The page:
Jack came to plant crops
Seeds of happiness grew too
Now he harvests his joy

The kindness of a like
Fills me with complete happiness
Why are you all so good?

Buckwheat Flour Cookies 2

 photo WP_20160819_001_e_zpshawieewh.jpgThat title. I can’t think of any other name. Grrrrr.

You know the expression: Robbing Peter to save Paul? This feels a bit like that, I’ve taken: Buckwheat Flour Cookies and turned it into a hand…created? Crafted? Whatever, you no longer need an electric mixer to make these cookies. They also use white sugar instead of brown. There’s no discernible difference between the two. They’re crispy when freshly baked and softer when cooled completely. Funnily, although buckwheat is a heavy flour and strong tasting to boot these are light and don’t taste strongly of buckwheat. The sheer volume of sugar probably helps with that. Sugar is evil etc etc Moderation. You don’t come here for me to preach, you come here for the sparkling repertoire and…

 photo WP_20160819_002_e_zpsdo1poy3o.jpgWait! Come back!

Since you rub this to form the dough it comes together a bit faster, less messily too. You see creaming and rubbing, t-that’s l-lewd, aren’t going to drastically affect this as there isn’t any gluten to be worked or to trap air. If you’re unfamiliar with each techniques effects in regards to gluten, he said pretending he knows anything, basically: Rubbing will create a stronger dough, which would mean chewy or tough cookies, but crumbly dough because the butter will melt and form air pockets, think puff pastry. Whereas aerating the butter and sugar would stop the sugar spreading too much when it melts and it traps air creating a lighter structure which the gluten holds. Roughly any way. Here the buckwheat just collapses, but remains light enough to be tasty. Buckwheat is good, but it isn’t as necessary to be as fancy as when using wheat flour. Not to say it doesn’t always matter, just here it doesn’t. There you go, go forth and believe I have any idea what I’m talking about.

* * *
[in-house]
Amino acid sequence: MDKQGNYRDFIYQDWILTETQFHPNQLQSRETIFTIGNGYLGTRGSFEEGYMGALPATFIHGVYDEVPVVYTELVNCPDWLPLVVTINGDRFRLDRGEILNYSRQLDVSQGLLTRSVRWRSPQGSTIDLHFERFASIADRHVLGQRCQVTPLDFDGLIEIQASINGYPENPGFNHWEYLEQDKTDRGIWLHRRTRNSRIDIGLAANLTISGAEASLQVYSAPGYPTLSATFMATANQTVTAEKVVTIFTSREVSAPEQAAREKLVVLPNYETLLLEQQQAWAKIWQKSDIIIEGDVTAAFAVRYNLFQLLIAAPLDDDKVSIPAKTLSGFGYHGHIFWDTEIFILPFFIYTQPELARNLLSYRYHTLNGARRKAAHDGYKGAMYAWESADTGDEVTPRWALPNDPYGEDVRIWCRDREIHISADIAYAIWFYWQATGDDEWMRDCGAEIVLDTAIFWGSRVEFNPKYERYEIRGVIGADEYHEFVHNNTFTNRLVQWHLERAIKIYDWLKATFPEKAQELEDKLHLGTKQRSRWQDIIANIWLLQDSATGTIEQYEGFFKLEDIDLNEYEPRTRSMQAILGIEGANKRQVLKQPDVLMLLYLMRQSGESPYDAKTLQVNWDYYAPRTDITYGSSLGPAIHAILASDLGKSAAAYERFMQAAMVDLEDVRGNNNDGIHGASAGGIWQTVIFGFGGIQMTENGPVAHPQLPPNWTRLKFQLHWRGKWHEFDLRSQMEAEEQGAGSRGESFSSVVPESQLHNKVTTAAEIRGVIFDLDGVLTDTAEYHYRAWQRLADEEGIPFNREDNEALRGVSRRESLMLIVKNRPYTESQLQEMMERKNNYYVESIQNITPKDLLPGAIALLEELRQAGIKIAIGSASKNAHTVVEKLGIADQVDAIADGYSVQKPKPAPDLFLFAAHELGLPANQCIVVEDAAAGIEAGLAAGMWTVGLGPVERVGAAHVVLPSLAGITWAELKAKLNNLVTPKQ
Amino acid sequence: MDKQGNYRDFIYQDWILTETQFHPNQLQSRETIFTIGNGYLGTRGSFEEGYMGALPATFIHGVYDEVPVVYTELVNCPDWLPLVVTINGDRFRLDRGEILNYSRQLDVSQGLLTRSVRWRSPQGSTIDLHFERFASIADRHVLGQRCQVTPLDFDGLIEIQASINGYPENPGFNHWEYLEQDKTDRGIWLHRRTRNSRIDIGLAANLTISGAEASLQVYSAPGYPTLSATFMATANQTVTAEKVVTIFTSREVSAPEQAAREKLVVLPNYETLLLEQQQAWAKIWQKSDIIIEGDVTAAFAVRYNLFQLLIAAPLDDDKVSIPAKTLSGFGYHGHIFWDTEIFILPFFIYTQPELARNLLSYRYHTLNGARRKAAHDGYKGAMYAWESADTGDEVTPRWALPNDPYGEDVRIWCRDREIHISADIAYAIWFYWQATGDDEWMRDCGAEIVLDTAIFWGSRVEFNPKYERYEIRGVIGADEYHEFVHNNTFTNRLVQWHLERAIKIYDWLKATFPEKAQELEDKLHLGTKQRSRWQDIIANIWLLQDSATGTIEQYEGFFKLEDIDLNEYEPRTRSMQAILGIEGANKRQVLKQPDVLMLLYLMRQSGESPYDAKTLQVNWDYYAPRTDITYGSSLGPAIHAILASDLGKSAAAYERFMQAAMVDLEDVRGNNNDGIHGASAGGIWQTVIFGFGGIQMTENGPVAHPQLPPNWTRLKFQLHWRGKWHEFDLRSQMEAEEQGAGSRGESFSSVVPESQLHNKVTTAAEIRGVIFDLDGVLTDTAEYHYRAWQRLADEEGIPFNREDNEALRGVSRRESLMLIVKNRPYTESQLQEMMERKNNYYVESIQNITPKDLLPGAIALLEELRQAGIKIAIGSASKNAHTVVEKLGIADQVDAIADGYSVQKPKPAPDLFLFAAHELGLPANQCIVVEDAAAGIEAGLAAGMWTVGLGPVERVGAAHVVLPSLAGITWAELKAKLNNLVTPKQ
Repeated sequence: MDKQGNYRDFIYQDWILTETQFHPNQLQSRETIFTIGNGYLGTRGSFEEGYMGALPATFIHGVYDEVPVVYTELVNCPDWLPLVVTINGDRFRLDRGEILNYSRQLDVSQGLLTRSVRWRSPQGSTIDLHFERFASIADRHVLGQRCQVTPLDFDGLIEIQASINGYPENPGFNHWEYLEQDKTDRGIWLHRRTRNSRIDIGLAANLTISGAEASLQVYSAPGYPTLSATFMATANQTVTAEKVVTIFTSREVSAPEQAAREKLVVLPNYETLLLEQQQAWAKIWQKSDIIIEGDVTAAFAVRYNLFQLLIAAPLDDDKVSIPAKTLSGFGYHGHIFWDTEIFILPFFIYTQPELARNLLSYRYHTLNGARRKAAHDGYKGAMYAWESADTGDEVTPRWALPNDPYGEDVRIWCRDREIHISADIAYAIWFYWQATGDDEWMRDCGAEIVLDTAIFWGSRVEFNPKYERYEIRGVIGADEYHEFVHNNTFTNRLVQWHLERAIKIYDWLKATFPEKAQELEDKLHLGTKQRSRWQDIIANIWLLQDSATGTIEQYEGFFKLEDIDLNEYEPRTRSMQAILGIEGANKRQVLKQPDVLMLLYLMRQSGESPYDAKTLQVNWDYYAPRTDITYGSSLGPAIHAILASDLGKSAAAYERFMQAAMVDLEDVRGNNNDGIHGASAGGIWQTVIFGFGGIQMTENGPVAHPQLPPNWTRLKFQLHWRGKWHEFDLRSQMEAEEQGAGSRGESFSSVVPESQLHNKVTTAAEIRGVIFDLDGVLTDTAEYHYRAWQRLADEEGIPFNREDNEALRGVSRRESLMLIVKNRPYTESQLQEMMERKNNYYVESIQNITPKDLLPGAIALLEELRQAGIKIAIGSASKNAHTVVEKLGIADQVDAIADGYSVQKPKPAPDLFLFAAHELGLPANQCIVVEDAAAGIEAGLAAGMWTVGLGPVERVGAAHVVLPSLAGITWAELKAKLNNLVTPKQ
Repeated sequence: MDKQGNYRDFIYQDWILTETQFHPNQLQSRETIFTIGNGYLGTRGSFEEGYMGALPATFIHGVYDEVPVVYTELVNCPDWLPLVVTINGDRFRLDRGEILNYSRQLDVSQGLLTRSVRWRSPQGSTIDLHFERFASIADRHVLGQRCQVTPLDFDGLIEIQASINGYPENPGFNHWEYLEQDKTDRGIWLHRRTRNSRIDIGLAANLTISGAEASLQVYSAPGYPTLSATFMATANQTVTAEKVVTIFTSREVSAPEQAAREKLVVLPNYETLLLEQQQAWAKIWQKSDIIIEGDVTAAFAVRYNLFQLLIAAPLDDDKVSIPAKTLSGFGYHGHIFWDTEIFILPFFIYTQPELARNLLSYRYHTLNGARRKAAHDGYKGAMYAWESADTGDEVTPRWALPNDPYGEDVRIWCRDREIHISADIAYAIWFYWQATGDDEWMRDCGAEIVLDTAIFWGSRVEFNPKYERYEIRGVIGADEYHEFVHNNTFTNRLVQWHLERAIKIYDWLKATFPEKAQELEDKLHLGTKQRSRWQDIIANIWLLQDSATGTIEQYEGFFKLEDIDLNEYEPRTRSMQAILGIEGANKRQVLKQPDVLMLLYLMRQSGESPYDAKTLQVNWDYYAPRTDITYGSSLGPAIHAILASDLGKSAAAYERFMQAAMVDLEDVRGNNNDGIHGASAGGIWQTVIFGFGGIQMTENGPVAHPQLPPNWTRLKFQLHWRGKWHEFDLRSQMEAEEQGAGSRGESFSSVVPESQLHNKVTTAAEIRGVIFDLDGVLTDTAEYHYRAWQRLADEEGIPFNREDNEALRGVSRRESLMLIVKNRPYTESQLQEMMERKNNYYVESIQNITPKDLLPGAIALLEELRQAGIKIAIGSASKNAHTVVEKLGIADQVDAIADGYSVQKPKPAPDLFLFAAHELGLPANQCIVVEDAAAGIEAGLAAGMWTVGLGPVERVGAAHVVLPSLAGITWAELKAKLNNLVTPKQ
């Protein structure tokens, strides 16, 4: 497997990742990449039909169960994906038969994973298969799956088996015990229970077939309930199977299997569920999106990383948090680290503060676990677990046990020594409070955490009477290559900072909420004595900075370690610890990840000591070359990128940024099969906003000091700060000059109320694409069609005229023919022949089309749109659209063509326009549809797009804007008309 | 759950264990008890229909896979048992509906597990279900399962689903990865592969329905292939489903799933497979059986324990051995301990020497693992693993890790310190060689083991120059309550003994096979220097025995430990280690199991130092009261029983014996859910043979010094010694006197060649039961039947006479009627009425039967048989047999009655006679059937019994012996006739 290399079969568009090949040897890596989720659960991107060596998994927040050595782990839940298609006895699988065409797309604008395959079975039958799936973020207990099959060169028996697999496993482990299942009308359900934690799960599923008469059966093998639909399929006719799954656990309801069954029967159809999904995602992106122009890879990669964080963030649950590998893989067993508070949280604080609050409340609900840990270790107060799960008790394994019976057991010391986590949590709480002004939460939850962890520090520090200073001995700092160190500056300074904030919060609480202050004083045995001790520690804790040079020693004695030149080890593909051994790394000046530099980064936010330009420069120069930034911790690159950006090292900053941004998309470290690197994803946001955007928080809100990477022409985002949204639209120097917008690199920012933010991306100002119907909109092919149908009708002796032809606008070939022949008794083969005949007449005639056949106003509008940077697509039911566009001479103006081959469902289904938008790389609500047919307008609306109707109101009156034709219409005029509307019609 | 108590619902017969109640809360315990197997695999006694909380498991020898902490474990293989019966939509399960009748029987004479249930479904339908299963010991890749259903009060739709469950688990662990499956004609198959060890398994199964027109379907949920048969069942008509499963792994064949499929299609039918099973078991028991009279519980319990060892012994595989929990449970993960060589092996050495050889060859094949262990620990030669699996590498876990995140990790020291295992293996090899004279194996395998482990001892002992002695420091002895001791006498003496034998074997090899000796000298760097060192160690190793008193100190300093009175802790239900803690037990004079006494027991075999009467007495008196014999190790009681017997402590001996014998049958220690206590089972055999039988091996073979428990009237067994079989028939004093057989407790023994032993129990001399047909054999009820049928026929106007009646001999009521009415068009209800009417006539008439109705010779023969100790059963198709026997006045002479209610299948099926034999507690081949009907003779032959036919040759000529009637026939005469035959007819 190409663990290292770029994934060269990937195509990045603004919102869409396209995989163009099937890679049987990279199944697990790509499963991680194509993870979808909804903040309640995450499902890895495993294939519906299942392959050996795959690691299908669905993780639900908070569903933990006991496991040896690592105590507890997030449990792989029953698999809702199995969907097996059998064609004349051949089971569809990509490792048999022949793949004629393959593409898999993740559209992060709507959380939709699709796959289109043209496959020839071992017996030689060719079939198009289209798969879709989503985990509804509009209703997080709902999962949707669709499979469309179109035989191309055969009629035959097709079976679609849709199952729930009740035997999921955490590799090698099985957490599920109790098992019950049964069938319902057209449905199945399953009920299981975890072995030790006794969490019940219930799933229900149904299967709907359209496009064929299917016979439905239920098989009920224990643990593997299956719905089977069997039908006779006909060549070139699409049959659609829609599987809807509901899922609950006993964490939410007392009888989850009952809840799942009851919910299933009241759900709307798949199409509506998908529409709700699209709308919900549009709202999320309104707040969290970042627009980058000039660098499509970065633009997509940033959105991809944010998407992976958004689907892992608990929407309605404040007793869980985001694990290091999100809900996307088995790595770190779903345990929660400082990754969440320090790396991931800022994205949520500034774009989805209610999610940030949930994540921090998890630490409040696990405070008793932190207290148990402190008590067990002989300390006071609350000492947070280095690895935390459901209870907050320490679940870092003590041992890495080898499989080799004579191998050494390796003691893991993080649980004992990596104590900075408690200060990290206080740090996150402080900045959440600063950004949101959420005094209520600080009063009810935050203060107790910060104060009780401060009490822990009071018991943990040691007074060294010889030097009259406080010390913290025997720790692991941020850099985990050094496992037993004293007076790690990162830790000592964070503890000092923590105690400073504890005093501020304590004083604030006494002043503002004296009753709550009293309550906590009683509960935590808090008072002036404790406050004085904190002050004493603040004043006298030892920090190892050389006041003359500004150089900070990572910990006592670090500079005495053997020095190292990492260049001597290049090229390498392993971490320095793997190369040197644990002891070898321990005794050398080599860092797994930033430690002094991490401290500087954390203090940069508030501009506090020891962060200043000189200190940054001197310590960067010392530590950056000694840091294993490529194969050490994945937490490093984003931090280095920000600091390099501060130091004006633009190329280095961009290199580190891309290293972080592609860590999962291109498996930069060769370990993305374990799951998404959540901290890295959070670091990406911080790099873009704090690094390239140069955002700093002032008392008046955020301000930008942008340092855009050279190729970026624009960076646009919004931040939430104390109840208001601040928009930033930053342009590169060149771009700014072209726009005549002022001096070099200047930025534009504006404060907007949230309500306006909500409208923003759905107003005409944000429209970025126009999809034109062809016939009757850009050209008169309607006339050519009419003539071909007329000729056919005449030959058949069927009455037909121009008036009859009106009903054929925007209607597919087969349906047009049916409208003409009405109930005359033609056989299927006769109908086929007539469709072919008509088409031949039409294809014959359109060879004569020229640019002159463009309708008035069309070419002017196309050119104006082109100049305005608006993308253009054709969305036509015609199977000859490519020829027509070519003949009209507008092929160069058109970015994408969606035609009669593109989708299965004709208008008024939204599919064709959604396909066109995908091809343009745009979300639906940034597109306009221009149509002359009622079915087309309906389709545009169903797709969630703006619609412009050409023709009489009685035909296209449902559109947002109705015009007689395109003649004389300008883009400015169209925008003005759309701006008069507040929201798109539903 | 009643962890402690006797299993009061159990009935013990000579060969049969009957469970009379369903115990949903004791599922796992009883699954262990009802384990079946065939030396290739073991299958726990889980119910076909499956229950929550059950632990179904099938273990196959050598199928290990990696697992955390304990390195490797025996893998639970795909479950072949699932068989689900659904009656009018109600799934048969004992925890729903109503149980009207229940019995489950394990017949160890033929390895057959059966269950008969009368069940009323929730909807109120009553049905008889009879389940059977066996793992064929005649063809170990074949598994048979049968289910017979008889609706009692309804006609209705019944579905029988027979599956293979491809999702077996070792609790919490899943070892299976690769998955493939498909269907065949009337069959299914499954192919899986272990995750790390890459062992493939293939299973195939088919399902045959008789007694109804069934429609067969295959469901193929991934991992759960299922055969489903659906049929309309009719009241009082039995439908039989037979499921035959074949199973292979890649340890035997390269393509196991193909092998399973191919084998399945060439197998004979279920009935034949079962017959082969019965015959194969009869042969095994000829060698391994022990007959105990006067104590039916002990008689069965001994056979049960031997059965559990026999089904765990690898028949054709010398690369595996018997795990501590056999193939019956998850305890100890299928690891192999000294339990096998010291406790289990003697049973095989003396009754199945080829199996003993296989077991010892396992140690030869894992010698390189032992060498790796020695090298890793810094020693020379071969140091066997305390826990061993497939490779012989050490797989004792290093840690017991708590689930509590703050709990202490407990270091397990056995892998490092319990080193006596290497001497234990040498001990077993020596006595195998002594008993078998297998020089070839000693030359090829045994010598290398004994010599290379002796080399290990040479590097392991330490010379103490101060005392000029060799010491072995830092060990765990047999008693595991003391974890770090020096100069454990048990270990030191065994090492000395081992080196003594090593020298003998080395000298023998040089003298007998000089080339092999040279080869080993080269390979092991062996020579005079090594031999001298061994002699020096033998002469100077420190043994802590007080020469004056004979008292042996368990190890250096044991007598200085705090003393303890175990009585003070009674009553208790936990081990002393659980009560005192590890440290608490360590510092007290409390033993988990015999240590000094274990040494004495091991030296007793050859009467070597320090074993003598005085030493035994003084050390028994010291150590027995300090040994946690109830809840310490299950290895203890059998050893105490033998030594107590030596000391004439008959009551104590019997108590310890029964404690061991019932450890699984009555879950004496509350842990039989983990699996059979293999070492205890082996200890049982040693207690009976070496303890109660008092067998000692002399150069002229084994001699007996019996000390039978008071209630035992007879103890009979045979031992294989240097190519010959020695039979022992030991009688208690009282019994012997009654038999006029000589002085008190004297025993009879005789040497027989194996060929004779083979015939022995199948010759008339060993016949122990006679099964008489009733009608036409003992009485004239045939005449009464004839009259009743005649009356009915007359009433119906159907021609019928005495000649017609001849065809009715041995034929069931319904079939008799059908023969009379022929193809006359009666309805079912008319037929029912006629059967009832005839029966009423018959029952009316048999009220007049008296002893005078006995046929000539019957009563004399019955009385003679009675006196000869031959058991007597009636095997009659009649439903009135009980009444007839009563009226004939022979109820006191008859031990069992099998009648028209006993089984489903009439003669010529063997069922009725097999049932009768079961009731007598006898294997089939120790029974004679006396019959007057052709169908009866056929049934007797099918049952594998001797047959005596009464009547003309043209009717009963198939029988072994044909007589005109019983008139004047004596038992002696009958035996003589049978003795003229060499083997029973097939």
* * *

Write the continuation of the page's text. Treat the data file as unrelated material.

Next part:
photo WP_20160819_003_e_zpsgzk27chs.jpgI have white Painted Sage Flowers! Naru need a brush.

There’s constant fluctuations in the weather these last few weeks. Mostly thunder weather so I’m a bit wobbly. Sorry if any of this isn’t up to snuff. I react oddly to this weather: I’ve been dizzy, my arm hair went wild for a while, I’ve been hyper and tired and my tooth is aching. I have no idea why weather does this to me. Things are busy here, I’m helping with home renovations, but I hope to have some new recipes sooner rather than later. I have squash sitting in the shed, just waiting to become something. These are the last of the first batch. Hopefully the second will grow too, this weather makes me weary, but I hold out hope. Okay, see you soon.